It was a wonderful experience to worship at an orthodox Church in Los Angeles last Sunday. The church had actors, writers, producers, directors as members.To know that, somewhere in Orthodoxy, those in the film industry are not disdained for their jobs, but encouraged toward righteousness in their journey to orthodoxy, is a balm. Especially so, in light of my few, but vocal, critics, including at least one priest.
God has called us to go into the all the world and preach the gospel. The larger the visual platform, the greater the audience we have, and the greater the responsibility. Our lives are constantly on display. Such is the medium of the film industry. We are not all called to monasticism. I might lean that way, if I were not confident that my wife, of 32 years, would track me down and pull me back home by the neck of my cassock.
Critics of Orthodox filmmakers are as sounding brass or a clanging cymbal, for they have not love or understanding. They must rely on obscure examples like Saint John of Kronstadt's rejection of the Russian Theatre of the late 1800's early 1920's. All of us would reject the Russian theatre of that era. It was the equivalent of the American burlesque show or some version of today's erotic/pornographic films. I have never met a faithful Orthodox filmmaker, who participates in such.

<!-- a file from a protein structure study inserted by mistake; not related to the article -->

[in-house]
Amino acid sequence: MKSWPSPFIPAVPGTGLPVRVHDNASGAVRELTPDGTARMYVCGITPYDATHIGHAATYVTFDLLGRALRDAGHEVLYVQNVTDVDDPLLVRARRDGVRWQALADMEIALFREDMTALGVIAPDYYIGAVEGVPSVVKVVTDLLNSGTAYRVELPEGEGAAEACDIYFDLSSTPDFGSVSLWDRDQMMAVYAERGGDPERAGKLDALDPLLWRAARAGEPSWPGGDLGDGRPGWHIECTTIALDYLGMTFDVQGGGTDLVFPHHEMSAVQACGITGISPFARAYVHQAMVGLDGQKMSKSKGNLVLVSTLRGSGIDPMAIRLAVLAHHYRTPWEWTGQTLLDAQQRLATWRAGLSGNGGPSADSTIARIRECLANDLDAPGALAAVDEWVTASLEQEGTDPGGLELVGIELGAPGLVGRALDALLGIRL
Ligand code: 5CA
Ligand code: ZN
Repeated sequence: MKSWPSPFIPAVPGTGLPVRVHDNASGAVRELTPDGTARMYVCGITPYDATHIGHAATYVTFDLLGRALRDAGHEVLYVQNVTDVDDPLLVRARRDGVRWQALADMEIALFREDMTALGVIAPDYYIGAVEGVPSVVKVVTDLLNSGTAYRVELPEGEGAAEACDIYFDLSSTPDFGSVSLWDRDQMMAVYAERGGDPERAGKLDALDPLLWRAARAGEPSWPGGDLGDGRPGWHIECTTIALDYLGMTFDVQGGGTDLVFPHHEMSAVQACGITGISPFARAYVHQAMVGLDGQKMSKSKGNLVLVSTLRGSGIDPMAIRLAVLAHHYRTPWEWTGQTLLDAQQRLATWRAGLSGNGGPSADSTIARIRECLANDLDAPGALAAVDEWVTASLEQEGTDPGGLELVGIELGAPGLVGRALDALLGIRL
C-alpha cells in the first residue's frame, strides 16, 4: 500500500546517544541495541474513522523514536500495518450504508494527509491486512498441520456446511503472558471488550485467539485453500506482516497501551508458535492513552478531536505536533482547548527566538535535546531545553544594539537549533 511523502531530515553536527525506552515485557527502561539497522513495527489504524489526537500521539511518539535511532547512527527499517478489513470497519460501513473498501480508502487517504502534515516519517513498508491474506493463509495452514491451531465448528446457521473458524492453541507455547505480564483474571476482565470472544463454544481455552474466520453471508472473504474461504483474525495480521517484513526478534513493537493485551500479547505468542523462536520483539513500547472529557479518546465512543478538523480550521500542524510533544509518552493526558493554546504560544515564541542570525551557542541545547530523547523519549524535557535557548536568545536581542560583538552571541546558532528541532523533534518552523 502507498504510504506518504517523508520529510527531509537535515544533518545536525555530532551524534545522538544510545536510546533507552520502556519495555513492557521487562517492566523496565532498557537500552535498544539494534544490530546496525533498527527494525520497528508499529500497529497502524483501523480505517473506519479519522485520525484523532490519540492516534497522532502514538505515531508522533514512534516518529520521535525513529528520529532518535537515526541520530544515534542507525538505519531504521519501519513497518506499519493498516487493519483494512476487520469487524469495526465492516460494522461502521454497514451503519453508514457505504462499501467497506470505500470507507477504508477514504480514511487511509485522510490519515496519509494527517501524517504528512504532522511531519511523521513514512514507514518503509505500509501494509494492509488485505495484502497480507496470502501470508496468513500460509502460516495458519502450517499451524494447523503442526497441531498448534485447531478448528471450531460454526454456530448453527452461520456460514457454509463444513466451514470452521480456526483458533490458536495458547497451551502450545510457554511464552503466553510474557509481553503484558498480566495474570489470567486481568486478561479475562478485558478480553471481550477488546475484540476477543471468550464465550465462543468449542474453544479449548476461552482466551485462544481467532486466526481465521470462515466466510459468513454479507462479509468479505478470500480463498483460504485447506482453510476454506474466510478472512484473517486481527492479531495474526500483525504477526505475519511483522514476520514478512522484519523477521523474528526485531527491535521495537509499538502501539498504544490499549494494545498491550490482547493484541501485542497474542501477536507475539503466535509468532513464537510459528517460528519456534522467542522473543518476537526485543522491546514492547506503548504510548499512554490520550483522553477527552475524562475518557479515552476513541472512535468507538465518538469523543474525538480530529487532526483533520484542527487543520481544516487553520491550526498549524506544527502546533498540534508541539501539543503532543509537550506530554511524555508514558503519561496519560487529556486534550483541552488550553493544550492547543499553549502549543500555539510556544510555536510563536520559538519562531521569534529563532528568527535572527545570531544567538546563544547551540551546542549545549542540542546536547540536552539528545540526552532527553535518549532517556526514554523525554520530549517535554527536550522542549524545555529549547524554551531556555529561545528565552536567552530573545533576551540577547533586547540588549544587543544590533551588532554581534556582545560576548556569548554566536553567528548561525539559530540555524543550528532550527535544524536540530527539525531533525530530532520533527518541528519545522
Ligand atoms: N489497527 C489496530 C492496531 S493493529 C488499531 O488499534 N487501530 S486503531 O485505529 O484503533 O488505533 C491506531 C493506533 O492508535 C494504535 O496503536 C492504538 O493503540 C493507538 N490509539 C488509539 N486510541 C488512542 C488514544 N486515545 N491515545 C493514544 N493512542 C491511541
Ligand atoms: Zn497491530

However, is a painter relegated to depictions of only flowers and lambs, or are they free to show the human plight as well? What of authors? May they write only children's books? And what about actors? May they play only Christian characters, priests or saints? The depiction of an unseemly character is not necessarily the endorsement of their conduct. Who would play Judas Iscariot, Mary Magdelene, or a Roman Soldier, for that matter, if that were the case?
These critics of the filmmaker just simply do not understand what a filmmaker is or what one does, and I won't waste time explaining. If they really want to understand, they may read the book, Addicted To Mediocrity by Orthodox Christian, Frankie Schaeffer. But, alas, such critics are Brass and Cymbals! Just noise to the faithful orthodox filmmaker who must be about his Father's business.